Is your child a couch potato? You know, the kid that always seems to be in front of a TV, game system or computer, passing the hours of life killing bad guys, emailing or watching others do the same? It has probably crossed your mind that you would like to help them cut back on their ‘starch’ intake, but you’re not sure how to begin. Here are five ‘well-peeled’ ideas that may help you get started in improving the chances that your little ‘potato head’ will still have a chance to become the president of the United States. These are not in any particular order but each may have a positive effect if implemented carefully. See the list on ksl.com.
As a family, determine an appropriate number of hours each day or week that can be spent on TV, computer, game systems and other electronics. Be careful to make the time limits age appropriate. Young children may only need 20-30 minutes before they should quit but some activities for teens will require longer allowances because of complexity. Doctors recommend a maximum of two hours per day for most children.
The key to time limits is firmness. Often it is easier to let the kids play a little longer because it keeps them entertained and out of your hair. But it also makes it more difficult when future time limits are imposed (but Mom, you let me last time!).
Children who watch their parents vegetate in front of the TV or computer are more likely to assume that is proper behavior. GET UP OFF THE COUCH and start doing something. It doesn’t have to be grand or expensive. It just has to be active!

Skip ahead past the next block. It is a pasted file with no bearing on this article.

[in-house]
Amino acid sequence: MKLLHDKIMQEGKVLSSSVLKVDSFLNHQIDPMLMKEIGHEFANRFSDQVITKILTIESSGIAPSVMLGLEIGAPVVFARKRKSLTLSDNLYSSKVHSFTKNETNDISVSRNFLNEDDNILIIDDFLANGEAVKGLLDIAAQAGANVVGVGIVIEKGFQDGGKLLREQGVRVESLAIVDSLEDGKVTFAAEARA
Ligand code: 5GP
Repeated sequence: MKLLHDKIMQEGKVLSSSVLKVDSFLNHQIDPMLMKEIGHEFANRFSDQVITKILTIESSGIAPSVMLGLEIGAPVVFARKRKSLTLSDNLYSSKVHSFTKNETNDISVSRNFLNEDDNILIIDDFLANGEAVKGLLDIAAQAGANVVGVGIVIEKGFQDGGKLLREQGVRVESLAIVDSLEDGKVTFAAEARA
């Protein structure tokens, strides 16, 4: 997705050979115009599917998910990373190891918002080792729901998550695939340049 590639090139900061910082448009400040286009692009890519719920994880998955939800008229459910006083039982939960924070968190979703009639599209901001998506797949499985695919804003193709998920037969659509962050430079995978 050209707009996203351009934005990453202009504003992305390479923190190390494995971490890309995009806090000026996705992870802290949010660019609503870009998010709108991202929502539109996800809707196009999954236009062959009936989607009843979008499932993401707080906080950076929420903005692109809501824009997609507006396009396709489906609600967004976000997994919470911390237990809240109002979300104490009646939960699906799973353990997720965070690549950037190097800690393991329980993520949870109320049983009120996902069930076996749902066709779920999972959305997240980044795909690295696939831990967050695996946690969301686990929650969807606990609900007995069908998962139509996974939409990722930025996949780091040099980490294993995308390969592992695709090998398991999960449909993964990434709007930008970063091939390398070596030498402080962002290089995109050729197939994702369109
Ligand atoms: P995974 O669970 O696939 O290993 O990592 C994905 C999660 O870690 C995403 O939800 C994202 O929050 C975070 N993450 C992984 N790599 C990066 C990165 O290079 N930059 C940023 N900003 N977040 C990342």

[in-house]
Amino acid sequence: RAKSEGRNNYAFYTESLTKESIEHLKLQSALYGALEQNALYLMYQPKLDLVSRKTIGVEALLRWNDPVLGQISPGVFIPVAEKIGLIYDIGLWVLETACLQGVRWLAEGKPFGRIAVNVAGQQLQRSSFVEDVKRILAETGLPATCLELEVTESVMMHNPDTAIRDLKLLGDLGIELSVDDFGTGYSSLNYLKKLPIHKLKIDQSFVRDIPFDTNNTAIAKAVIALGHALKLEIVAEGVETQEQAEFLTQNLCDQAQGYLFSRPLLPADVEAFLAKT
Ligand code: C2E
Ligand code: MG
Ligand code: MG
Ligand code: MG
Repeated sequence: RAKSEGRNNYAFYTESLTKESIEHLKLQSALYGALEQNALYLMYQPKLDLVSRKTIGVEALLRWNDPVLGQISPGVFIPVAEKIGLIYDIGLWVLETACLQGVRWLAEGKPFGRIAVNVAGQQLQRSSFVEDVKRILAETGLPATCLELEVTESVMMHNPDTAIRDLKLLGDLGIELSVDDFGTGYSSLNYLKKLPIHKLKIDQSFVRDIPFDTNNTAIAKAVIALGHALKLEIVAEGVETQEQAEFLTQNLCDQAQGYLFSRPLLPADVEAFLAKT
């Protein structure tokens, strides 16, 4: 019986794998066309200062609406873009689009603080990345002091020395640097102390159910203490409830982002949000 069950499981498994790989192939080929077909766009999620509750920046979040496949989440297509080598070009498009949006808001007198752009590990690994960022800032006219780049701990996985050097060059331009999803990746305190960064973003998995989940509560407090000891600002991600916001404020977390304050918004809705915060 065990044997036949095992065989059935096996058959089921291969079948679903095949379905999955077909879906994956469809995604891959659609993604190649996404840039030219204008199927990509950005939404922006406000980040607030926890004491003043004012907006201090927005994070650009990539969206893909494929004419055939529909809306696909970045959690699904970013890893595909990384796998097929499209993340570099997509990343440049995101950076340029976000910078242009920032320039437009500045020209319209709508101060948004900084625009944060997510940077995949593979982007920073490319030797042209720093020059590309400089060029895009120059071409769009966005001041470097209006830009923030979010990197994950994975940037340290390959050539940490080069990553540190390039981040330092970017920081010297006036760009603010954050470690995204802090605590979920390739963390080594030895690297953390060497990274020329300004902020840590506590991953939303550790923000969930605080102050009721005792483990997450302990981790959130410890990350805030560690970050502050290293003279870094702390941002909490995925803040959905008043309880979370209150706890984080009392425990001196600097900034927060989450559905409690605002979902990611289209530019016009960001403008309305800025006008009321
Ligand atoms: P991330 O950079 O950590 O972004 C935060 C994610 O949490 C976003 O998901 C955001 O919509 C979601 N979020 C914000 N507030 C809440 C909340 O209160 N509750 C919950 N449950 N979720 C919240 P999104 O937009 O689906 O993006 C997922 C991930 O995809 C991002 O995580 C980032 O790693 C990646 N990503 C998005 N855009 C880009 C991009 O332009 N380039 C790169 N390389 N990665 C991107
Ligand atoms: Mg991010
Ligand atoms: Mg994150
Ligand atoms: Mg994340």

Start simple and include all the members of the family (or friends in similar circumstances). Most importantly, don’t make excuses for why you need to sit and watch television. Your excuses become their excuses, and then you have no credibility.
Here is where things get a little more difficult for Mom and Dad. It’s one thing to cut down the time for being a ‘potato’ but if nothing is put in place of those activities, children become restless and rebellious. Good planning will eliminate much of the stress as the dynamic of the family changes.
Set goals for how quickly the family can reduce the number of hours in front of technological devices. Look for ways to step outside the norm by coming up with activities that improve relationships and health.
Be wise in how new ideas are offered so that all are on board with the changes you are seeking. If everyone has a stake (without potato) in the process, there will be greater success.
The effect of having these things in the bedroom is to legitimize them as an essential part of life. In addition to increasing the likelihood of creating more ‘tater-tots’, this also opens doors for other problems. Parents have less control over what children watch or play when they are not in an easily accessible and more heavily trafficked location.
Mom and dad need to be more conscious of what their little ‘spud’ is doing if they are to help reduce the dependence on electronics.
Despite what they may say or what you may think they want, the majority of children want to spend time with mom and dad. Watch the kids and ask them what they like to do. Look for the real clues to what they like: What do they do with their friends? Is there something similar you can do that will entice them to hang out with you?
Help them take up a new hobby that seems exciting.
Exercise creativity and patience as you change the dynamics in your home. Don’t become extreme and do everything all at once. Make sure the kids know why the changes are happening and let them express feelings and ideas.